Wow, I had SO hoped to get back in here this week to blog, but the week exploded on me frankly. And now I'm out the door to the East Coast for school visit and book signing FUN!
I am taking my camera and hoping to get some pictures to post here. And I SHOULD be able to write a blog entry on the flippin' plane, at least.
I will leave you with the news that NATHANIEL FLUDD, BEASTOLOGIST, The Basilisk's Lair has shipped early and is in stores now. And the reviews have begun to come in!
THE BASILISK’S LAIR / HOUGHTON
Jun 2010. 160 p. hardcover, $15.00. (9780547238678).
Picking up immediately where Flight of the Phoenix (2009) finished, Nathaniel Fludd, Aunt Phil, and the gremlin Greasel pursue an escaped Basilisk, the highly dangerous king of the Serpents. Despite his previous success in the field, Nathaniel is an uncertain beastologist, although wise Aunt Phil finds ways to incorporate Nathaniel’s preexisting skills, such as his artistic abilities, as he hones his new ones. Familiarity with Nathaniel’s previous adventure is helpful though not necessary, and fans can look forward to a return to Batting-at-the-Flies as the trio investigates the disappearance of Nathaniel’s parents in theforthcoming volume.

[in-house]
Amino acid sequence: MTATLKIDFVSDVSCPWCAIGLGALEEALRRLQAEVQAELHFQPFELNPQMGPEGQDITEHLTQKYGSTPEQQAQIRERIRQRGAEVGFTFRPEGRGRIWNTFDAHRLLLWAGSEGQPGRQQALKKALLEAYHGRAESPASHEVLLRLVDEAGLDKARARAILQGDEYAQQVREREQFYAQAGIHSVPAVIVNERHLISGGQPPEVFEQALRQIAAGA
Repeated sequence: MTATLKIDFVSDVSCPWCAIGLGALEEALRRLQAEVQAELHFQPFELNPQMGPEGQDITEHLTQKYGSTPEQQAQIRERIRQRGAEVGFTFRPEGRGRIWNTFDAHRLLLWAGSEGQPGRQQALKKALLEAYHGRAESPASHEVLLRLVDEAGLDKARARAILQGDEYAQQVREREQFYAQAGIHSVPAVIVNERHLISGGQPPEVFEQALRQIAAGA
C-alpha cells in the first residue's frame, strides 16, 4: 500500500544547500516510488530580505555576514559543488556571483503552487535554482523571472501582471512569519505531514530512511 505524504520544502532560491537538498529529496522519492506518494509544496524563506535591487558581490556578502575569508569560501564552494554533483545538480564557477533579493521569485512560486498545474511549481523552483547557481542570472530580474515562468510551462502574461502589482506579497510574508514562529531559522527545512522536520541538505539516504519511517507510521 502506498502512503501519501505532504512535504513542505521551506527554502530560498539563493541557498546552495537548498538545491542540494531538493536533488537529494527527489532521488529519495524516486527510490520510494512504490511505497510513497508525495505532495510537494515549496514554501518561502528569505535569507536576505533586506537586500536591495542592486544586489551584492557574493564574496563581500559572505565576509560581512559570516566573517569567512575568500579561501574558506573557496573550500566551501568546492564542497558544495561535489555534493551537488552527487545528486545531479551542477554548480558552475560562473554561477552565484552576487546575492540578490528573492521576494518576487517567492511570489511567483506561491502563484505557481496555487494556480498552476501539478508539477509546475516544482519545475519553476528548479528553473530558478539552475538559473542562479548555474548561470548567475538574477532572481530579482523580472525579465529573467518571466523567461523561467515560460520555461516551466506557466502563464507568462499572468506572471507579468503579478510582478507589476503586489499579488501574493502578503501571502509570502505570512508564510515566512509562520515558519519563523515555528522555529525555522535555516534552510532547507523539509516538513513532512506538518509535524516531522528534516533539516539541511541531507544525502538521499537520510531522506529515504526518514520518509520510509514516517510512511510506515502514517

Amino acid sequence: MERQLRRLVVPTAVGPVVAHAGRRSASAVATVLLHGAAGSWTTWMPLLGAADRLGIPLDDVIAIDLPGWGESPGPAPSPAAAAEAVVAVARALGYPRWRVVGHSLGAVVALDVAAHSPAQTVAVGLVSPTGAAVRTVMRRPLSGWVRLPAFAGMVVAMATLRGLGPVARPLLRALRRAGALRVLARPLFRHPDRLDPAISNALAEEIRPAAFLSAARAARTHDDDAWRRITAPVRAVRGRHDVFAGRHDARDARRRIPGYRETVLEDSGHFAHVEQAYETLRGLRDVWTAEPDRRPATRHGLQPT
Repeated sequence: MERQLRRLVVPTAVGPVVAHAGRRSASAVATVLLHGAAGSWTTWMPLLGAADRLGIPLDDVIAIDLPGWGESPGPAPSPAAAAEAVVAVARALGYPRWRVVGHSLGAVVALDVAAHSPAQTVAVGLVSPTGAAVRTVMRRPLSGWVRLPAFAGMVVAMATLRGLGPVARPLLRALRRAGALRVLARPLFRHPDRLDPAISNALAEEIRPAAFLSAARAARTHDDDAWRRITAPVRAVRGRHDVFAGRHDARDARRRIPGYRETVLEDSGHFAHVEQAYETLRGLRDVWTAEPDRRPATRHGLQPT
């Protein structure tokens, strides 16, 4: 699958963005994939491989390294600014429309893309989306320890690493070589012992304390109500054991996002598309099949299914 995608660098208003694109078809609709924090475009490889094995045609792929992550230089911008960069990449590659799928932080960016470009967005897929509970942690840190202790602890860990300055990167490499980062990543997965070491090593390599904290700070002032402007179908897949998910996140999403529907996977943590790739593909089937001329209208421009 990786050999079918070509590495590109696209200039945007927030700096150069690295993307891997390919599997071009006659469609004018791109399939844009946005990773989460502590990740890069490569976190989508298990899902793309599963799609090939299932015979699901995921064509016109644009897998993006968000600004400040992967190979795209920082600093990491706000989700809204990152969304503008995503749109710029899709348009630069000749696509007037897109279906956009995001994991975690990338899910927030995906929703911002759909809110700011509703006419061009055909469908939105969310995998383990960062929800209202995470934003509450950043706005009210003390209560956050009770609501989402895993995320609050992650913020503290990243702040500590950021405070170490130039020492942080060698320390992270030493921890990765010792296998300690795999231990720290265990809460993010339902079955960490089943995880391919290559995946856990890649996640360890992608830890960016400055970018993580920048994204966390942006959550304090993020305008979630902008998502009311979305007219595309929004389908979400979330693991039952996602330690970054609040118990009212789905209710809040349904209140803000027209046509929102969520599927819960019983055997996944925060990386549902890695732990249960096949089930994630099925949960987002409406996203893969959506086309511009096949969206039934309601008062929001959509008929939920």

— Kara Dean
Kirkus review: THE BASILISK’S LAIR: Nathaniel Fludd, Beastologist, Book 2 / HOUGHTON
When his Aunt Phil flies to the western Sudan to recapture an escaped basilisk, she takes Nathaniel Fludd along, reassuring him that he is only to “watch and learn.” Instead, he and his gremlin friend, Greasle, play important roles. This satisfying middle-grade adventure features a hesitant, unskilled hero, a miniature sidekick straight from Where the Wild Things Are and an exotic setting in colonial British West Africa in 1928. The basilisk is appropriately scary, and straightforward storytelling leads to an exciting climax. Readers won’t get and don’t need the entire back story from Flight of the Phoenix (2009), the first in the Nathaniel Fludd, Beastologist series, but those who have read it will surely enjoy the return of the supposed orphan and his formidable aunt. Murphy has provided a full-page pen-and-ink illustration as well as several smaller sketches for almost every chapter, and Nathaniel contributes drawings, too. Sharp-eyed readers will realize that the chapter numbers are counted in animal bones. This story is complete in itself, but the ending promises more adventure to come. (Guide to People, Places, and Things) (Adventure. 7-10)